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Summer Research Experience: Student Blog

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How to roll your R’s like a scientist! / Aprendiendo la R científica

August 2, 2015, by Mayra Rodríguez-González
[The English version of this post is followed by a Spanish version, also written by Mayra.] In a world where both natural and human driven disturbances have caused an array of changes in the landscape, we would expect that land-use and land-cover change could become either an asset or a threat to our environment. Here at the Harvard Forest the landscape simulation crew has joined forces to predict land-use change effects on the ecosystem and its services. These services are benefits obtained from ecosystems that provide people with necessities such as fresh water, food and fuel. Understanding...Read more >

Katrina and the Hurricane: Telling a story with dead wood

July 3, 2015, by Katrina Fernald
Harvard Forest is a place with history. Our home for the summer was originally built in the 1700's, on our second day, we visited a 400-year-old black gum tree, and the bowls in our kitchen probably date from the end of the Stone Age. Harvard has owned this patch of forest in Petersham, Massachusetts since 1907, and the amount of research and data that has accumulated since then is immense. I first began to understand the importance of this impressive history on two field days last week to Pisgah State Park in Winchester, New Hampshire. An average day here at the Forest for me most often...Read more >

Land use cartography 101

July 15, 2013, by George Andrews
George Andrews and Dave Kittredge
Polygons, polygons, and more polygons. These little and simple digital shapes may seem mundane, but to a geographer they contain a plethora of information when you place them on a map. I've been spending my summer creating these polygons, and have slowly turned into a budding cartographer. At first glance, spending nearly an entire summer nestled deep within the Harvard Forest seemed like a daunting task, especially for a guy who has never lived away from home or has held any sort of research position. Luckily however, my time at the Forest has been an amazing and fulfilling experience, and...Read more >

Snapshots from a forest: Comparing 1937, 1992 and 2013

June 11, 2013, by Hannah Wiesner
Pat O'Hara measures this tree's DBH, or diameter at breast height.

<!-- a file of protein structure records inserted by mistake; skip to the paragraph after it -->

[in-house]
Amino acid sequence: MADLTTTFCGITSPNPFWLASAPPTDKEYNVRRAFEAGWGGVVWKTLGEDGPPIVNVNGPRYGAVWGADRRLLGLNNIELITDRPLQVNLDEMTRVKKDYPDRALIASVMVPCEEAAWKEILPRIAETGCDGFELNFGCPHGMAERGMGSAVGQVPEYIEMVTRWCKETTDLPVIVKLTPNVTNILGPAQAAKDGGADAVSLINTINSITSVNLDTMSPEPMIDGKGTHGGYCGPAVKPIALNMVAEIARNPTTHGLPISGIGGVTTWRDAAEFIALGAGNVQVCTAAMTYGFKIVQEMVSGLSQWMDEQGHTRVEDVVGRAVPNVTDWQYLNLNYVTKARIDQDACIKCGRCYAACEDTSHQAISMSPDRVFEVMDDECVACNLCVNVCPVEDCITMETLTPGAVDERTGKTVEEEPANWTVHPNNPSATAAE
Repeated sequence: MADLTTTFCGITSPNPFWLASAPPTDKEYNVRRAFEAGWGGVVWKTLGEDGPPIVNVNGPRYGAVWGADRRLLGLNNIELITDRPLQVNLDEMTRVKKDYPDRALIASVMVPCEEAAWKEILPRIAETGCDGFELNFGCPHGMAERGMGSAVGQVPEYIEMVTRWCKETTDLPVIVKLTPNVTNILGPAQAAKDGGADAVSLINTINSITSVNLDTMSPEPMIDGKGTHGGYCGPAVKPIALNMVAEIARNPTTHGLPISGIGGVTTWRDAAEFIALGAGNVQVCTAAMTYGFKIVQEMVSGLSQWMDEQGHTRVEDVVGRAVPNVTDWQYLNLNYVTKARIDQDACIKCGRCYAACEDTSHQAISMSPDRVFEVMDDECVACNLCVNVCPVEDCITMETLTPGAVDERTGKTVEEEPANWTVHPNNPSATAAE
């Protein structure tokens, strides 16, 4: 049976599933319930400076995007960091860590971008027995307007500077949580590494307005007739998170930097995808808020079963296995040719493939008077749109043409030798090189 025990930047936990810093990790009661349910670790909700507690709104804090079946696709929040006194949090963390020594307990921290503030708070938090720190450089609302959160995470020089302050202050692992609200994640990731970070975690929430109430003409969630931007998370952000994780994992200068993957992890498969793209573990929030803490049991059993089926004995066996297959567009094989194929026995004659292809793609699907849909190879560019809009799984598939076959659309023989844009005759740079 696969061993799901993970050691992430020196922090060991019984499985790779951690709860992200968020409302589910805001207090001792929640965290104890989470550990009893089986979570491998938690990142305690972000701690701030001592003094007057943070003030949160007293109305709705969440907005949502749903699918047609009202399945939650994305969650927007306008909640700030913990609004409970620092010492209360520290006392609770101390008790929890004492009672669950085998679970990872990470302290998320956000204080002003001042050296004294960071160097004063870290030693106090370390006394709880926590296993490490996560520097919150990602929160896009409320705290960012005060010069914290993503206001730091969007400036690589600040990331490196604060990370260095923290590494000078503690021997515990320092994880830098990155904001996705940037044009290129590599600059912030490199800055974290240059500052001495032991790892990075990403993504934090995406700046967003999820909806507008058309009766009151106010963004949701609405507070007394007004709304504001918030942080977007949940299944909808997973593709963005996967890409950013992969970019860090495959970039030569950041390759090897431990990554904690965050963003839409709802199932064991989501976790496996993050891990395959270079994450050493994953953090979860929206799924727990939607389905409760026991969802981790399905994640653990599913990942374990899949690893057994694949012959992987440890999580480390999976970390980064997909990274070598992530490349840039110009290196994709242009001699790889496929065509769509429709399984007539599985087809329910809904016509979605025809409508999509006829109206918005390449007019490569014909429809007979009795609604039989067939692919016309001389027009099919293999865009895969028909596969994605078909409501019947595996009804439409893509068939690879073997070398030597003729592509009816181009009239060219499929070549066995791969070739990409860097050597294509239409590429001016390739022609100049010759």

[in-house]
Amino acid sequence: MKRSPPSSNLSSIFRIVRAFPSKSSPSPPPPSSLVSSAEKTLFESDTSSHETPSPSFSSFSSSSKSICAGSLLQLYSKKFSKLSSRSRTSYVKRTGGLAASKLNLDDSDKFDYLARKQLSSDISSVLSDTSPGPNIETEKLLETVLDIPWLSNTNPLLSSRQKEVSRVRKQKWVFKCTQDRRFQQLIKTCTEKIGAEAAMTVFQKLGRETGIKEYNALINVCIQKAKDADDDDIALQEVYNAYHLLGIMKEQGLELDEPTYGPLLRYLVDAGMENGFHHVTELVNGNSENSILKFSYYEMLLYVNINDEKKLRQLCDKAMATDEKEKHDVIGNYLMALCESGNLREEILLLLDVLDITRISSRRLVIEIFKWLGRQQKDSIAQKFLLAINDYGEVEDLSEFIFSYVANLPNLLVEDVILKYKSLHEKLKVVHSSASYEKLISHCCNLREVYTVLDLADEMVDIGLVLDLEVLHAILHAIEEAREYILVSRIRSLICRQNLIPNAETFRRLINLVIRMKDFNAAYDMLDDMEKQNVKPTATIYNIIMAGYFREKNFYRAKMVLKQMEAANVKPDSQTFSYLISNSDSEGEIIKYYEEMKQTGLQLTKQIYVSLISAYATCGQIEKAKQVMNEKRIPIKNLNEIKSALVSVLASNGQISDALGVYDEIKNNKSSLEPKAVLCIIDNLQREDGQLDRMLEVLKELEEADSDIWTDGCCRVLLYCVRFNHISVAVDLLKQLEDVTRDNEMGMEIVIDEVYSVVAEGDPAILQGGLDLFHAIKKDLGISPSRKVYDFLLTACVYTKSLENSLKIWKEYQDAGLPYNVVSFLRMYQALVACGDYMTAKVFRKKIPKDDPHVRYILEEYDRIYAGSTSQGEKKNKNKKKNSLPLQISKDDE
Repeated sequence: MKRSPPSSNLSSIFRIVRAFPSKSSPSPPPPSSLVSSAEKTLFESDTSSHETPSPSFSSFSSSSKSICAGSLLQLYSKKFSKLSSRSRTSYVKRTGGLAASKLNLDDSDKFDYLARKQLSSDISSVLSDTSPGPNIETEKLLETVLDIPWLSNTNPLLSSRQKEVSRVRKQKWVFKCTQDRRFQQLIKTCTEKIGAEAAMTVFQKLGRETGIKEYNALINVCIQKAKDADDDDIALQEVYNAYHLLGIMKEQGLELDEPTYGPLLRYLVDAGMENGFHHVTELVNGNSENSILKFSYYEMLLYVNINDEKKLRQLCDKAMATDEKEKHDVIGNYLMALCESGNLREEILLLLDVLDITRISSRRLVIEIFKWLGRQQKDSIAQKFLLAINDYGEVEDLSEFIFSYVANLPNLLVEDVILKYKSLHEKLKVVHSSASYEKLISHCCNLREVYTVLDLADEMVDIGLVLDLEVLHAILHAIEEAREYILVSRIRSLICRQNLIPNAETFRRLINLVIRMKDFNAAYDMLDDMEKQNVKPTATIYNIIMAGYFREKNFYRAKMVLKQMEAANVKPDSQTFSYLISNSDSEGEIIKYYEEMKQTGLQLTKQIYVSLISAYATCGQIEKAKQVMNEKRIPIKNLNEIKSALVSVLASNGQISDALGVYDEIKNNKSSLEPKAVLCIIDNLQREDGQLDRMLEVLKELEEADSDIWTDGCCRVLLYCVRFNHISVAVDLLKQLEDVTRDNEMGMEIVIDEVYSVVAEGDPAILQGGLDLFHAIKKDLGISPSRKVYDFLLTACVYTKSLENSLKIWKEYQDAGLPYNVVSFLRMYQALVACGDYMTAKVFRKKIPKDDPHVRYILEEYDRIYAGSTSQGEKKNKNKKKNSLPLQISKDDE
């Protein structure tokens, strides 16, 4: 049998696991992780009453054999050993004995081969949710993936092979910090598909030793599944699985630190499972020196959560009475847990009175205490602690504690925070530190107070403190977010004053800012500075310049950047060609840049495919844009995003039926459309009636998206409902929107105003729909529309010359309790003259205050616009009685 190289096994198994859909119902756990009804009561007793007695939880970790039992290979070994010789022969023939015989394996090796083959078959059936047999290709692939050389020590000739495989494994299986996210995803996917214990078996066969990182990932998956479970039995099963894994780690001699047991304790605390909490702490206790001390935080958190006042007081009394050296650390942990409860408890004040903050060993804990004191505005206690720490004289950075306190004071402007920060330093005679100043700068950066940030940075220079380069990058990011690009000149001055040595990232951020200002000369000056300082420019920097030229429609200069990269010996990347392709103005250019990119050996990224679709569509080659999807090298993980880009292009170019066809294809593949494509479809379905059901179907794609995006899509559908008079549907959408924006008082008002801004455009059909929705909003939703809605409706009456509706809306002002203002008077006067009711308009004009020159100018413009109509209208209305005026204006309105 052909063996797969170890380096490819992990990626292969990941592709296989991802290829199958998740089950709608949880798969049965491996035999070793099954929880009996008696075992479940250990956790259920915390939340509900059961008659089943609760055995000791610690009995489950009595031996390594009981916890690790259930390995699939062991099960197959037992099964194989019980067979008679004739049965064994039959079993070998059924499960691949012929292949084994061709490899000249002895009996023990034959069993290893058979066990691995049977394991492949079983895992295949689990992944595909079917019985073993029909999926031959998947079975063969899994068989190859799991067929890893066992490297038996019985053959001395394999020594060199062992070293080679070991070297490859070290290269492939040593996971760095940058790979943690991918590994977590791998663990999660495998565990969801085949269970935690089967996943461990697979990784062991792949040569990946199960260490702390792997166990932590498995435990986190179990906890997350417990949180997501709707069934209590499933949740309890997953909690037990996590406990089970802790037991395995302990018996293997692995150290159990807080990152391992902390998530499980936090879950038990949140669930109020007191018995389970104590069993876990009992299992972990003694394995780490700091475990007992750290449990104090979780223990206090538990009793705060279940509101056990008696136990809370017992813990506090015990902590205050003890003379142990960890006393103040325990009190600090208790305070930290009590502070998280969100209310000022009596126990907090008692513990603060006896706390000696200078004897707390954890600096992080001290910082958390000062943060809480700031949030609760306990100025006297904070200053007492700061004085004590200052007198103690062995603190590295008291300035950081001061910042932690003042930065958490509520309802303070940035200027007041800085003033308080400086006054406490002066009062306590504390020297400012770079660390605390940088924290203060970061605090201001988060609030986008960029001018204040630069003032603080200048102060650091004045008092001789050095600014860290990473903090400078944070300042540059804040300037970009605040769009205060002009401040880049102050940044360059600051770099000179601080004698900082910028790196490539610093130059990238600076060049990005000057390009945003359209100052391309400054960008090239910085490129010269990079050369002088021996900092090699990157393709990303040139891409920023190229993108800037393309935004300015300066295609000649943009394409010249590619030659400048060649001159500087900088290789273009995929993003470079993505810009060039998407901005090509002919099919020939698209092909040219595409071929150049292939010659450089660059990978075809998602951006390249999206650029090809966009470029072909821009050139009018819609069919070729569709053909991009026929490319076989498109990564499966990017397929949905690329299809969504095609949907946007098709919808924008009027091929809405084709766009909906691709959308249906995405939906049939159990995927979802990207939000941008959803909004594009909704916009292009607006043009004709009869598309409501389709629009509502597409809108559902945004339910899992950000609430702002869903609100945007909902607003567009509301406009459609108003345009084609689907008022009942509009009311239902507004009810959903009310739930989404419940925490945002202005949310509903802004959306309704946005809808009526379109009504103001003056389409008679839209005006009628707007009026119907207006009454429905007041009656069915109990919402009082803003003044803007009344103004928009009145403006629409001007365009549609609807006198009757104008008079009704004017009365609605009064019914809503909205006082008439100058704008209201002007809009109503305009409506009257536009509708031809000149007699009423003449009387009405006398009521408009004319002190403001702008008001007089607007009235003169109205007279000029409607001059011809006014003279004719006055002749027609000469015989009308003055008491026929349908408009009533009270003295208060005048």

Laying out two tape measures to create a 22.5m x 22.5m square, my first field exercise this summer took place not within the Harvard Forest’s 3,500 acres, but instead on the lawn behind a residential cabin. We were learning to use a compass to place a stake at the NE, NW, SE and SW corners of the square, which is much easier to do in a yard where the only obstacles between you and your partner are inch-long blades of grass and not trees several meters in height. Creating exact plots is necessary for our project because we aim to recreate the plots that were set-up in 1937 and 1992 in the...Read more >

Forest dynamics in former plantations

July 23, 2012, by Anne Cervas
This summer, I am working with my mentor, Audrey Barker Plotkin , to study former plantations at the Harvard Forest. We are working in the field to record the growth and changing vegetation dynamics as the former plantations grow back as native forest after a century of plantation forestry. We are also combining data from the Harvard Forest Archives to the data we collect in the field to study the growth and composition of the plantation forests compared to the native second-growth forest. Plantations were an important component of the Harvard Forest in the first fifty years after its...Read more >

REUs ace summer symposium!

August 12, 2010, by Aleta Wiley
In the final week of the Summer Research Program in Ecology for Undergraduates at Harvard Forest, all 33 students participated in the Student Symposium on August 11-12 in the Fisher Museum. Over a day and a half, all the students presented 15 minute talks to an audience comprising program mentors, university professors, Harvard Forest researchers, family members, and of course, their fellow students. As each student discussed his/her summer research, the audience was impressed with the diversity of projects presented ( Abstracts are available here ). Since Harvard Forest is an LTER (Long Term...Read more >